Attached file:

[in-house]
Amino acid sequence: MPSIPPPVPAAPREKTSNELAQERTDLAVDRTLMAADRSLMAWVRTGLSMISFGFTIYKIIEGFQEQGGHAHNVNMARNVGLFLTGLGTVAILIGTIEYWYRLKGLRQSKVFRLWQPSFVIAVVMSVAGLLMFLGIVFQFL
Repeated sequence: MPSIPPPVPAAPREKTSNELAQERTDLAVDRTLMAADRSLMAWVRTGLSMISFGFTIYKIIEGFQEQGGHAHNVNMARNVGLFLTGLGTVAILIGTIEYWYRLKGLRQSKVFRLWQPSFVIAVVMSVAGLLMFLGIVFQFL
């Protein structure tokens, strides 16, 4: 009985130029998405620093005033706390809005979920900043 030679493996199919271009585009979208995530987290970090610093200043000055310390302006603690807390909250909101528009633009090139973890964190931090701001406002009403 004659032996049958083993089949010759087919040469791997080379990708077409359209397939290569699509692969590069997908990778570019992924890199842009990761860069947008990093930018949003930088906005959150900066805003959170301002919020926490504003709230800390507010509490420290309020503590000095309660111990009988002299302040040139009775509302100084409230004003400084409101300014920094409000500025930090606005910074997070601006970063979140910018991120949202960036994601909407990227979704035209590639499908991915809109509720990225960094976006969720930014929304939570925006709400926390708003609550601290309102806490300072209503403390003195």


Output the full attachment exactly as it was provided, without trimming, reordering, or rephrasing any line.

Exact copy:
[in-house]
Amino acid sequence: MPSIPPPVPAAPREKTSNELAQERTDLAVDRTLMAADRSLMAWVRTGLSMISFGFTIYKIIEGFQEQGGHAHNVNMARNVGLFLTGLGTVAILIGTIEYWYRLKGLRQSKVFRLWQPSFVIAVVMSVAGLLMFLGIVFQFL
Repeated sequence: MPSIPPPVPAAPREKTSNELAQERTDLAVDRTLMAADRSLMAWVRTGLSMISFGFTIYKIIEGFQEQGGHAHNVNMARNVGLFLTGLGTVAILIGTIEYWYRLKGLRQSKVFRLWQPSFVIAVVMSVAGLLMFLGIVFQFL
């Protein structure tokens, strides 16, 4: 009985130029998405620093005033706390809005979920900043 030679493996199919271009585009979208995530987290970090610093200043000055310390302006603690807390909250909101528009633009090139973890964190931090701001406002009403 004659032996049958083993089949010759087919040469791997080379990708077409359209397939290569699509692969590069997908990778570019992924890199842009990761860069947008990093930018949003930088906005959150900066805003959170301002919020926490504003709230800390507010509490420290309020503590000095309660111990009988002299302040040139009775509302100084409230004003400084409101300014920094409000500025930090606005910074997070601006970063979140910018991120949202960036994601909407990227979704035209590639499908991915809109509720990225960094976006969720930014929304939570925006709400926390708003609550601290309102806490300072209503403390003195």